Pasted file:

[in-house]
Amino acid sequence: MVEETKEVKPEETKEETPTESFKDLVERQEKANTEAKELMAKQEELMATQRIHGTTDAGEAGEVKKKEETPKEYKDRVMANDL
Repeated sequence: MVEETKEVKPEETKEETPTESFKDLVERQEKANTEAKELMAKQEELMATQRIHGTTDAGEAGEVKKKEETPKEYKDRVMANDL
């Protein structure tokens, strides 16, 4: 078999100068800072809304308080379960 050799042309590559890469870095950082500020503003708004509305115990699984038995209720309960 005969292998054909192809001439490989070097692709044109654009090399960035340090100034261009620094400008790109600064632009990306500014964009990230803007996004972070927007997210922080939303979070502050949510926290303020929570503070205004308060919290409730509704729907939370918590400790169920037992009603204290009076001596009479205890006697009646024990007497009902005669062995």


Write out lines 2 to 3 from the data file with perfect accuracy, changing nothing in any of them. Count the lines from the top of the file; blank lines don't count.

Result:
Amino acid sequence: MVEETKEVKPEETKEETPTESFKDLVERQEKANTEAKELMAKQEELMATQRIHGTTDAGEAGEVKKKEETPKEYKDRVMANDL
Repeated sequence: MVEETKEVKPEETKEETPTESFKDLVERQEKANTEAKELMAKQEELMATQRIHGTTDAGEAGEVKKKEETPKEYKDRVMANDL